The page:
“We got a lot of criticism that we didn’t show up in Europe this year, but it was the right decision to keep them bubble wrapped and fresh for the show,” he said.

Ravel had a small bobble at the very beginning of his test, breaking into canter for a stride immediately after turning off the centerline at C. But the pair went on to earn 8s and 9s consistently, as well as a few 10s on movements like their half-passes and extended canter.

“The flying changes felt really good, and I think the canter pirouettes were probably the best ones he’s done so far in an arena,” Peters said. “He surprised me a little bit how much he wanted to go in the canter extension. I collected him in the corner, and I gave him the rein, and he just went like there was no tomorrow. So I was a little bit concerned about that transition back, but it worked out beautifully.”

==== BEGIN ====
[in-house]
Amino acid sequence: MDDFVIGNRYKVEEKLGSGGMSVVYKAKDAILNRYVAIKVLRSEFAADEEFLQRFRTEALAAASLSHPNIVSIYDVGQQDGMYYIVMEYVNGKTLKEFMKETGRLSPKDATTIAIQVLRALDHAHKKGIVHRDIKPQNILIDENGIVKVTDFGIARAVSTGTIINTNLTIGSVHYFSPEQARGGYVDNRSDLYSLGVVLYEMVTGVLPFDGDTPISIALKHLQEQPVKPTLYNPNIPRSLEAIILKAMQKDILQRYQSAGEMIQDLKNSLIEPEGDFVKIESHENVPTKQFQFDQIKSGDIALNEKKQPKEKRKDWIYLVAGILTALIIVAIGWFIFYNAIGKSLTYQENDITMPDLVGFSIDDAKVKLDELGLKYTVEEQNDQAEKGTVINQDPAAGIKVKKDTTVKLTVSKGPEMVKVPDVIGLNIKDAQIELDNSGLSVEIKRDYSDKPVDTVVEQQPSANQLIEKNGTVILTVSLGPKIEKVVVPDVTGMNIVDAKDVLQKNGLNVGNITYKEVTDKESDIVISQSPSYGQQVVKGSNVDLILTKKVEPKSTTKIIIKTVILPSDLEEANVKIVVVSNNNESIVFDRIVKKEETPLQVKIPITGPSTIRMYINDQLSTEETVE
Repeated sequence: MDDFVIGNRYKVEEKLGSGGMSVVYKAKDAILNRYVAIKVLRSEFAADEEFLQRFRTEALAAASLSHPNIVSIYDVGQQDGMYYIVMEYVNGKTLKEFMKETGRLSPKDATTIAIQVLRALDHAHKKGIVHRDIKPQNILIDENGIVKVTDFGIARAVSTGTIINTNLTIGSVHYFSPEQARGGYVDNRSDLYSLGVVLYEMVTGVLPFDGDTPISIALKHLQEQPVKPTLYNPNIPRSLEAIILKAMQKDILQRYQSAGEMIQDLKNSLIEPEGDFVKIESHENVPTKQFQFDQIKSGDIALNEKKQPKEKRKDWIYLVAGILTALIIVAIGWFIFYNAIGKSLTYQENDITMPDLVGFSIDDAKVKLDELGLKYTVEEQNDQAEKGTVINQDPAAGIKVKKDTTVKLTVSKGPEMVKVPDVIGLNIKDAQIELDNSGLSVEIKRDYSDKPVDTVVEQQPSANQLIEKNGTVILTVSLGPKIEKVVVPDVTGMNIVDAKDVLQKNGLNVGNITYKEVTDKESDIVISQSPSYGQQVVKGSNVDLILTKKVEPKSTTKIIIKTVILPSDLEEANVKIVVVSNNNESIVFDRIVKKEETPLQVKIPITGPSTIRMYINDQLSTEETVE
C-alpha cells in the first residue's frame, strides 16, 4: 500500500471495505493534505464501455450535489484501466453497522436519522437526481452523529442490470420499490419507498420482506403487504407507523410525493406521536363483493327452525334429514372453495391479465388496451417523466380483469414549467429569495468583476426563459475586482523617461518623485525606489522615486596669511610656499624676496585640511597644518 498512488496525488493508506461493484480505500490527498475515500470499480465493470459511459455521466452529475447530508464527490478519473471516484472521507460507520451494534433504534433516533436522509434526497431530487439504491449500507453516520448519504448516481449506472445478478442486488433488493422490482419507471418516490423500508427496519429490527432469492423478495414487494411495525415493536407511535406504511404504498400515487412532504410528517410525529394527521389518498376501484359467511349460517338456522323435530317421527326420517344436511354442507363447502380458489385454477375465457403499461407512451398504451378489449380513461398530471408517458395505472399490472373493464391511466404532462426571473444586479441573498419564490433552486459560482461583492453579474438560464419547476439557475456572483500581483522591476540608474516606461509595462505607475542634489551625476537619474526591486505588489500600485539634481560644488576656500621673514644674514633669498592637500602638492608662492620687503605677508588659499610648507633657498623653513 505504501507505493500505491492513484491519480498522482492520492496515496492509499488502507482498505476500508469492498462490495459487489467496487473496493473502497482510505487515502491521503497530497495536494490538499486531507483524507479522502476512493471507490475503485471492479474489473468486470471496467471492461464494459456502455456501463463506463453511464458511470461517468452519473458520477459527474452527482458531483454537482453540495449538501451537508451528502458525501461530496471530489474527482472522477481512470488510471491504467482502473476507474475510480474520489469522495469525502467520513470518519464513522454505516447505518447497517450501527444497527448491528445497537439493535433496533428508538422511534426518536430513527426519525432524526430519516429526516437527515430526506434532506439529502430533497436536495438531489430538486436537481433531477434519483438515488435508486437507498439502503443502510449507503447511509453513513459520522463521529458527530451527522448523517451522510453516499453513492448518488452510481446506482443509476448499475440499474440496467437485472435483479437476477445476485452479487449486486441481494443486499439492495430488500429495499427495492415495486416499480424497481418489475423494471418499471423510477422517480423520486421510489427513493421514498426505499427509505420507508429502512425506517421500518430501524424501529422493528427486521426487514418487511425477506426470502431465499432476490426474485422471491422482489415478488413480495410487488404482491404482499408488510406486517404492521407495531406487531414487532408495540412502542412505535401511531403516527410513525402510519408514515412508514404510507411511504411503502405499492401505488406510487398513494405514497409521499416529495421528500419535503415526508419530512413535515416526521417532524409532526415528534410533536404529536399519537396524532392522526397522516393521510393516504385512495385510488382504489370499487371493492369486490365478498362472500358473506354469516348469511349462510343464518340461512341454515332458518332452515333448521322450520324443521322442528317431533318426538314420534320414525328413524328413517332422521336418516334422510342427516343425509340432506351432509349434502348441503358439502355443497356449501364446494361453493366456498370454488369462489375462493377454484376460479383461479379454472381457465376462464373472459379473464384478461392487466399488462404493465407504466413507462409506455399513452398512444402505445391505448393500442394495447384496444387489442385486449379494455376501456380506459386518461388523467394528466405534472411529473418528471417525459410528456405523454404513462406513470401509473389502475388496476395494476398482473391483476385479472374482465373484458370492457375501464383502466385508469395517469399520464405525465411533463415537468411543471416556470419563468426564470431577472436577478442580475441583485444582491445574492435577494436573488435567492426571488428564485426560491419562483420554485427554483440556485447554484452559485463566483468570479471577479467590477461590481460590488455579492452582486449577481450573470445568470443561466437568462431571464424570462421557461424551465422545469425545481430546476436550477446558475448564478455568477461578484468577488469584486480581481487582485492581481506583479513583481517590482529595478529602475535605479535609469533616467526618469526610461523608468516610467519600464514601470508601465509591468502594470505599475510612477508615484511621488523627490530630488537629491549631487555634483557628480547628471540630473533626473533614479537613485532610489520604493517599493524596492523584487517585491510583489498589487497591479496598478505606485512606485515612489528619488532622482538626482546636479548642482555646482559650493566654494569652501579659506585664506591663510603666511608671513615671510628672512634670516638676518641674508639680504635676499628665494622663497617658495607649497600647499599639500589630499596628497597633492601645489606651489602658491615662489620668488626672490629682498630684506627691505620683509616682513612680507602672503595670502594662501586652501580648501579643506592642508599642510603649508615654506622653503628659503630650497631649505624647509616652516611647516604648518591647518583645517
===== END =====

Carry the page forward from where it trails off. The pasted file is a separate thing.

Peters will be in contention for an individual medal in the coming days, and with Cornelissen’s elimination from the competition today, their chances of making it onto the podium have only increased.

“Today, third place. That’s awesome,” Peters said. “Let’s face it—both No. 1 and No. 2 were over 80 percent today, but this gives us good momentum going into tomorrow. And I’m going to do everything I can to hold that position and fight for more.”

Peters said he’ll try not to push for too much more in the Grand Prix Special though, because although it’s Ravel’s best test, it also requires a very delicate ride.

“We have to be careful, because there’s so much walk in there, and then that walk-piaffe transition can be sometimes a little tricky. So I can’t go crazy before,” he said. “But I love the test. I love those long, floating half-passes in there. I can’t wait.”

Be sure to visit the Chronicle’s WEG Dressage page and find full dressage results on the WEG website.